Resource Articles Written by Dr. Vajra Watson
Dr. Vajra Watson is the author of Learning to Liberate: Community-Based Solutions to the Crisis in Urban Education (2012), Censoring Freedom: Community-Based Professional Development and the Politics of Profanity (2013), The Black Sonrise: Oakland Unified School District’s Commitment to Address and Eliminate Institutionalized Racism (2014), and Literacy is a Civil Write: The Art, Science, and Soul of Transformative Classrooms (2015), among others.
The Black Sonrise
To uncover the seeds of courage and determination that spurred a school district to make an unprecedented commitment to the education of African American male students. We invite you to Step Into the Light of The Black Sonrise.
In 2011, the Office of African American Male Achievement piloted the Manhood Development Program, an elective course offered during the school day, taught by African American males for African American males. Today, the Manhood Development Program serves more than 450 students at 15 school sites and the program is making great strides in engaging, encouraging, and empowering African American male students.
This research project was funded by Open Society Foundations, The Institute for Black Male Achievement (IBMA), and the W.K. Kellogg Foundation, and was led by Vajra Watson Ed.D., Director of Research and Policy for Equity at the University of California, Davis.
A bold call to action, a passionate plea for justice, a discerning document of wise witness, The Black Sonrise tells the inspirational story of African-American men and boys building a community of trust, respect, and accountability that nourishes self-esteem, human agency, relationship building, and student achievement. Educators will find compelling insights, challenging truths, practical lessons, and reasons for hope in this work.
-Sara Lawrence-Lightfoot, Emily Hargroves Fisher Professor of Education, Harvard University
Author of The Good High School, of I’ve Known Rivers, and Respect
After generations of systematically punishing and failing Black males, Oakland Unified has implemented a program aimed at addressing its egregious practices. The Black Sonrise shows us the specific strategies that make a difference in the lives of young men who have been marginalized. While there is much work to be done to eliminate racism in Oakland Unified and in other school districts across the country, this report shows us some of the best practices for coming a step closer to creating dignity-enhancing practices for all students.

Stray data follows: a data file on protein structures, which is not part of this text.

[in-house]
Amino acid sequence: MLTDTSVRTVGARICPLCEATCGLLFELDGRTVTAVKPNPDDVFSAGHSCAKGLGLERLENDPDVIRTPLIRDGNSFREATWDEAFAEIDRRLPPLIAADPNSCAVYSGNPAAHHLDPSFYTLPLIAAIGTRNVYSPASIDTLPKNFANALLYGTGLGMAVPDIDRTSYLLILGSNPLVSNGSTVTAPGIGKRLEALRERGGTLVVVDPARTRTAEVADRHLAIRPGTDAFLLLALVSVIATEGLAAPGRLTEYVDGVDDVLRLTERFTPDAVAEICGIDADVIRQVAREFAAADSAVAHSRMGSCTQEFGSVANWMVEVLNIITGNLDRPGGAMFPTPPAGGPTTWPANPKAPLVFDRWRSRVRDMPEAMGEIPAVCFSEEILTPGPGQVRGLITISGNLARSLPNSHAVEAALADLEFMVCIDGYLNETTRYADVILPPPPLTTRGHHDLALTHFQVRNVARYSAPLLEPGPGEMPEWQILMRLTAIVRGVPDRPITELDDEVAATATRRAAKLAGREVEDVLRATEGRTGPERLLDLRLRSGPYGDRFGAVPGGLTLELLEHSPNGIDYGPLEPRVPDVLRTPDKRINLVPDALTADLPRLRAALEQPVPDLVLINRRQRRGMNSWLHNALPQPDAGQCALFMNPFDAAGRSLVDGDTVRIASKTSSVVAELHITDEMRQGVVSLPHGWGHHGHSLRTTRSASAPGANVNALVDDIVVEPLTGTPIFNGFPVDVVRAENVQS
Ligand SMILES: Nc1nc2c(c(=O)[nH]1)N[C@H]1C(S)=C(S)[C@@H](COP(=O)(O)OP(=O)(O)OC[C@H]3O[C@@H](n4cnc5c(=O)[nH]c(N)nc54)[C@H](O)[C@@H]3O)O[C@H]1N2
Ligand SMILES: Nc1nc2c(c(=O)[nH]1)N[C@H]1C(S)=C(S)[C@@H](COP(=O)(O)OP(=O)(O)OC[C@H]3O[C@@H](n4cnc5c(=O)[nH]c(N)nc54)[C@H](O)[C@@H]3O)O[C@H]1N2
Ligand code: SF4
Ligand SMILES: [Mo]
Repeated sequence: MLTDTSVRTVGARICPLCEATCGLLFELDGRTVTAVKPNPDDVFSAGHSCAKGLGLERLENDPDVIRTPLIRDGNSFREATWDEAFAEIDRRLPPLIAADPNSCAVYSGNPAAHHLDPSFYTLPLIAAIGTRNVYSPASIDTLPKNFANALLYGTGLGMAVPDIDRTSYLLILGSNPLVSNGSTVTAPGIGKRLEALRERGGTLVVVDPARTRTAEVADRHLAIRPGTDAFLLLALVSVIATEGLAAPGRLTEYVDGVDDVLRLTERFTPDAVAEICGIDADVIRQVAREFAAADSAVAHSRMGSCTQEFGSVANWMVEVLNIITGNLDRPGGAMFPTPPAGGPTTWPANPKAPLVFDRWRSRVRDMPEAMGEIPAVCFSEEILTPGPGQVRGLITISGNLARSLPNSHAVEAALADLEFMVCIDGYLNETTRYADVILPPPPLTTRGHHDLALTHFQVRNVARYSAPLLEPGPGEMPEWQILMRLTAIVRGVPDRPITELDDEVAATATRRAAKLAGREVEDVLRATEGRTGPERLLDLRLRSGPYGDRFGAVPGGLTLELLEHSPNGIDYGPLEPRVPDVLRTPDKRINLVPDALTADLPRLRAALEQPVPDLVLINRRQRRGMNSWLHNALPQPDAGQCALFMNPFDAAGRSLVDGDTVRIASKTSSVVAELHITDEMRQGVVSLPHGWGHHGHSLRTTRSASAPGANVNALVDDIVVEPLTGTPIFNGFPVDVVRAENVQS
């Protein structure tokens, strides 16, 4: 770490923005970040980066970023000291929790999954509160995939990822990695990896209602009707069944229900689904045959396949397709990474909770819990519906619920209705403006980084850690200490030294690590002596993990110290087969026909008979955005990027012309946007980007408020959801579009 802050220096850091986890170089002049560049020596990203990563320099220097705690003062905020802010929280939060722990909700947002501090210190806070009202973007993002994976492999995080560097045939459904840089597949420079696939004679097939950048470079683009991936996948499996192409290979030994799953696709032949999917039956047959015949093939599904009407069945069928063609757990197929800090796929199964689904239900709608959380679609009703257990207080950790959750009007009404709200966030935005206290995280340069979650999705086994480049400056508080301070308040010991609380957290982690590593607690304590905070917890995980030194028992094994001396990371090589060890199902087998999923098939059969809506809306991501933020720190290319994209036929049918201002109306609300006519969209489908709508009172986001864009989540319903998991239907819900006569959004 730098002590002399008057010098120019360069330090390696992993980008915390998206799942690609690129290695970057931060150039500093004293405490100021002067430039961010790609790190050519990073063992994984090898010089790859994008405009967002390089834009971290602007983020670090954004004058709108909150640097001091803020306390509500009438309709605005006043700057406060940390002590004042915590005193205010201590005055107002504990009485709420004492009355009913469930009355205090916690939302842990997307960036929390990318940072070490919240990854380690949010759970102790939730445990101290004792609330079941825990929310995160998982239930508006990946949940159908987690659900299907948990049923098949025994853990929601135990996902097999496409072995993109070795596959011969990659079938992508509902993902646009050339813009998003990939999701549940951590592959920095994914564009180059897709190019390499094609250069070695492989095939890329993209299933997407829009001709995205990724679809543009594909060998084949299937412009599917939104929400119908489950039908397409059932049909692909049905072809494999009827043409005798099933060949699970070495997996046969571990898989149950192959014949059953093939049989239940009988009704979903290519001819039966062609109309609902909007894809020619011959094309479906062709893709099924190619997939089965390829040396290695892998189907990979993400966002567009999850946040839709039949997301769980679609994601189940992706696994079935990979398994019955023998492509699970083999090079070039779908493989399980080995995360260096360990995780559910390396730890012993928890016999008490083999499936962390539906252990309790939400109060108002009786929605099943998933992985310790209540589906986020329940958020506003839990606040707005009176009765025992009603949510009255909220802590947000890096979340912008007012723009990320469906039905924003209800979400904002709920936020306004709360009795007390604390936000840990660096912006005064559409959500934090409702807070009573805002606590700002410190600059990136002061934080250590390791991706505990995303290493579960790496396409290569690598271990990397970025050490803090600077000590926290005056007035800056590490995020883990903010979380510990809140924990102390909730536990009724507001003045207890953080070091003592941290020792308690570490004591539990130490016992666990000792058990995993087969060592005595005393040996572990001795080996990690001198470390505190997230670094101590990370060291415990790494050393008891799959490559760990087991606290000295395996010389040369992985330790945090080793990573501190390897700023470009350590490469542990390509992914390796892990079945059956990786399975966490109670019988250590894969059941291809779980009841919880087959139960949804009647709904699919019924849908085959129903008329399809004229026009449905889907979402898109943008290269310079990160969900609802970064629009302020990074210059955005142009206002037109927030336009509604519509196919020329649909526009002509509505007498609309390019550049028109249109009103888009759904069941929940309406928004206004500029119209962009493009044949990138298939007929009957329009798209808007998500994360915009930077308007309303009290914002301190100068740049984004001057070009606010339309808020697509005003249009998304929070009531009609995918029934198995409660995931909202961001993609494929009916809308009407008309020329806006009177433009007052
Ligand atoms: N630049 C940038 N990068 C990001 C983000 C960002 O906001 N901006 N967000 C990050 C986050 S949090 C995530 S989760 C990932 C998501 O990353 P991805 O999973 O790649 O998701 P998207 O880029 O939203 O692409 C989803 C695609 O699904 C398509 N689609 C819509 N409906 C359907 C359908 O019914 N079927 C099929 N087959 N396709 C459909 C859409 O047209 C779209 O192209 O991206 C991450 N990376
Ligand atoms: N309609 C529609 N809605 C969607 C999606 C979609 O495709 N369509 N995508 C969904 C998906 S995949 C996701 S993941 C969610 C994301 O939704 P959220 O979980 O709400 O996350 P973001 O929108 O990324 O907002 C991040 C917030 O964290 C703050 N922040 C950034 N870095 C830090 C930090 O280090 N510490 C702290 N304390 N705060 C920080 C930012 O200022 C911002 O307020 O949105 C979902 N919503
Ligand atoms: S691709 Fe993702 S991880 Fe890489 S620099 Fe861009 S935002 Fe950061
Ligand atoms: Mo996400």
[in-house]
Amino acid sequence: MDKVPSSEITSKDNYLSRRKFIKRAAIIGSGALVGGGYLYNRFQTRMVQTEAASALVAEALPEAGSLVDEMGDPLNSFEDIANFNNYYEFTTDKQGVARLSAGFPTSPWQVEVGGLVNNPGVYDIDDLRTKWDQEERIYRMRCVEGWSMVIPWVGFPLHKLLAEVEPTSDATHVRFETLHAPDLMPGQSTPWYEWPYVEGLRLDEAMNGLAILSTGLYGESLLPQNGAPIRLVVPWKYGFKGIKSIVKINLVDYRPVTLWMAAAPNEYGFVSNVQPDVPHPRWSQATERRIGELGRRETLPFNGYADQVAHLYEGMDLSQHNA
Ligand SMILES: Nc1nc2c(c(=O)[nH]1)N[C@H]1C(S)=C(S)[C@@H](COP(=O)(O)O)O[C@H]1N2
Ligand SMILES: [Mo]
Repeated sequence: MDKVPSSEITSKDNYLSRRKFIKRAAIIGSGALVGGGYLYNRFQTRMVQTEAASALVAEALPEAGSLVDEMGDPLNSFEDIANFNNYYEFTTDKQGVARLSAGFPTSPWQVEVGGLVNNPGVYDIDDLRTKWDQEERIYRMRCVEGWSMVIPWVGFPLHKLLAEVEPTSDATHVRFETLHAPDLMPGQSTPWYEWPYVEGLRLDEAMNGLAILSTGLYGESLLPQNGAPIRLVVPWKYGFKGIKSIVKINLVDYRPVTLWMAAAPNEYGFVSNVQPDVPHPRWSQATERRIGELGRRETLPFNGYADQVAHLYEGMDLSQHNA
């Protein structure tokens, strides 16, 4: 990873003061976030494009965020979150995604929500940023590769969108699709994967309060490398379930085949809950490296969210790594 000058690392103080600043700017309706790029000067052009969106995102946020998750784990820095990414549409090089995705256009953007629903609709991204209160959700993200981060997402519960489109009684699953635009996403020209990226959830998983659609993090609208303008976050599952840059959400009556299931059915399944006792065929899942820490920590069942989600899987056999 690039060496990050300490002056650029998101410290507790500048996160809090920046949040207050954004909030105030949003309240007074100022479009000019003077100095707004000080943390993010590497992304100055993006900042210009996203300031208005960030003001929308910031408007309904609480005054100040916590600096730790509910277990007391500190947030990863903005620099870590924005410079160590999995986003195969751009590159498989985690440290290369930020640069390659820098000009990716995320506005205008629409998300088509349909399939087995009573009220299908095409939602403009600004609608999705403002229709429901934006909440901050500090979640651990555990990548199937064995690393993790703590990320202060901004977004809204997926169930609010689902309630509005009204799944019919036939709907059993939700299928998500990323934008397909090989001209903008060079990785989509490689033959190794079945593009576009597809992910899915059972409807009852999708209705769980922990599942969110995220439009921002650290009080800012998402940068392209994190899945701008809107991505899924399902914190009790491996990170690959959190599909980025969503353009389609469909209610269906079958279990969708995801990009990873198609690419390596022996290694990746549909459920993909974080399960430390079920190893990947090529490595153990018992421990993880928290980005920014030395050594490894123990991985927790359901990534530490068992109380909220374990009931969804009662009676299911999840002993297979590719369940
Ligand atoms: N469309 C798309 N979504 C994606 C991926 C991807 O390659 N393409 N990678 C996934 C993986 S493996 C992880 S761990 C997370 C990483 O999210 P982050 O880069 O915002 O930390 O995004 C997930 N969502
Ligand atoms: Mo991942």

-Victor M. Rios, Associate Professor of Sociology, UC Santa Barbara
Author of Punished: Policing the Lives of Black and Latino Boys
This groundbreaking report demonstrates what is possible when a system intentionally engineers the conditions for Black males to thrive in today's urban educational context. While other systems have attempted to change the so-called structures, the work in Oakland makes a compelling argument that we MUST fundamentally focus on the practices that facilitate engagement, achievement, and excitement among students. This is a must-read for urban school leaders and policymakers across the U.S.
-Louie F. Rodriguez, Associate Professor and Co-Director, Doctorate in Educational Leadership at CSU, San Bernardino
Author of The Time Is Now: Understanding and Responding to the Black and Latina/o Dropout Crisis in the U.S.
At a time when there is much discussion about how to address institutionalized racism and the education of Black Males, here we see a shining example of a culturally caring commitment that is doing something for young men that is literally changing their lives. Kudos to the Oakland Unified School District and all the change agents on the ground in schools and classrooms for having the vision and the courage to do something different for young Black males.
- Tyrone C. Howard, Professor and Faculty Director, Center X
Director, UCLA Black Male Institute, UC Los Angeles
Author of Black Male(d): Peril and promise in the education of African American males
Learning to Liberate: Available at Amazon
Censoring Freedom - download the pdf